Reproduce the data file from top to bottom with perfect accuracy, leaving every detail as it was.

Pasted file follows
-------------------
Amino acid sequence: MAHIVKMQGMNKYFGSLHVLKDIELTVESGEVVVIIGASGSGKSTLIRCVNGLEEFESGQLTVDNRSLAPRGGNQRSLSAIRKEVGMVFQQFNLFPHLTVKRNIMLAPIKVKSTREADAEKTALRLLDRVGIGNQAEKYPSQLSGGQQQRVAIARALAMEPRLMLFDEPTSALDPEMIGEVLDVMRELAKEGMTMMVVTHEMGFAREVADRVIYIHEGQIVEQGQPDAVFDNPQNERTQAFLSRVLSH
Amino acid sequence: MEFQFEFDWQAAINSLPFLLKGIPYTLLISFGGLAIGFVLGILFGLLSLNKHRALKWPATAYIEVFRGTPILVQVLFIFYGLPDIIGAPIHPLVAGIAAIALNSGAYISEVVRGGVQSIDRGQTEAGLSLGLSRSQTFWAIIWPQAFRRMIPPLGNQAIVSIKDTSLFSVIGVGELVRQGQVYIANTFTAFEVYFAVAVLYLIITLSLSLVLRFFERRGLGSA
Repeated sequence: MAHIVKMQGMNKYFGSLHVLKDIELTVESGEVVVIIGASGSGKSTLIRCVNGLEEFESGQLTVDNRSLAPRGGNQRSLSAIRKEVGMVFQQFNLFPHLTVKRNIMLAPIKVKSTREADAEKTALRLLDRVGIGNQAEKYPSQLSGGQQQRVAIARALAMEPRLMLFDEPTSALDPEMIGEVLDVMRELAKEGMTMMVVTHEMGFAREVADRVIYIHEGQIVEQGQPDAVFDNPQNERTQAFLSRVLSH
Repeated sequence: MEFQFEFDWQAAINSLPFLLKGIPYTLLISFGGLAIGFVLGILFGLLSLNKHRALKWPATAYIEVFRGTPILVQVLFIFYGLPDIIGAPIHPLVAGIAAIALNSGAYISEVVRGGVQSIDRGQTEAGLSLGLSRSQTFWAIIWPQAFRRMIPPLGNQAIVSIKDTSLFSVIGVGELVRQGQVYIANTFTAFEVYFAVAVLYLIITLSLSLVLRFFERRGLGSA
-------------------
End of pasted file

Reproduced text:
Amino acid sequence: MAHIVKMQGMNKYFGSLHVLKDIELTVESGEVVVIIGASGSGKSTLIRCVNGLEEFESGQLTVDNRSLAPRGGNQRSLSAIRKEVGMVFQQFNLFPHLTVKRNIMLAPIKVKSTREADAEKTALRLLDRVGIGNQAEKYPSQLSGGQQQRVAIARALAMEPRLMLFDEPTSALDPEMIGEVLDVMRELAKEGMTMMVVTHEMGFAREVADRVIYIHEGQIVEQGQPDAVFDNPQNERTQAFLSRVLSH
Amino acid sequence: MEFQFEFDWQAAINSLPFLLKGIPYTLLISFGGLAIGFVLGILFGLLSLNKHRALKWPATAYIEVFRGTPILVQVLFIFYGLPDIIGAPIHPLVAGIAAIALNSGAYISEVVRGGVQSIDRGQTEAGLSLGLSRSQTFWAIIWPQAFRRMIPPLGNQAIVSIKDTSLFSVIGVGELVRQGQVYIANTFTAFEVYFAVAVLYLIITLSLSLVLRFFERRGLGSA
Repeated sequence: MAHIVKMQGMNKYFGSLHVLKDIELTVESGEVVVIIGASGSGKSTLIRCVNGLEEFESGQLTVDNRSLAPRGGNQRSLSAIRKEVGMVFQQFNLFPHLTVKRNIMLAPIKVKSTREADAEKTALRLLDRVGIGNQAEKYPSQLSGGQQQRVAIARALAMEPRLMLFDEPTSALDPEMIGEVLDVMRELAKEGMTMMVVTHEMGFAREVADRVIYIHEGQIVEQGQPDAVFDNPQNERTQAFLSRVLSH
Repeated sequence: MEFQFEFDWQAAINSLPFLLKGIPYTLLISFGGLAIGFVLGILFGLLSLNKHRALKWPATAYIEVFRGTPILVQVLFIFYGLPDIIGAPIHPLVAGIAAIALNSGAYISEVVRGGVQSIDRGQTEAGLSLGLSRSQTFWAIIWPQAFRRMIPPLGNQAIVSIKDTSLFSVIGVGELVRQGQVYIANTFTAFEVYFAVAVLYLIITLSLSLVLRFFERRGLGSA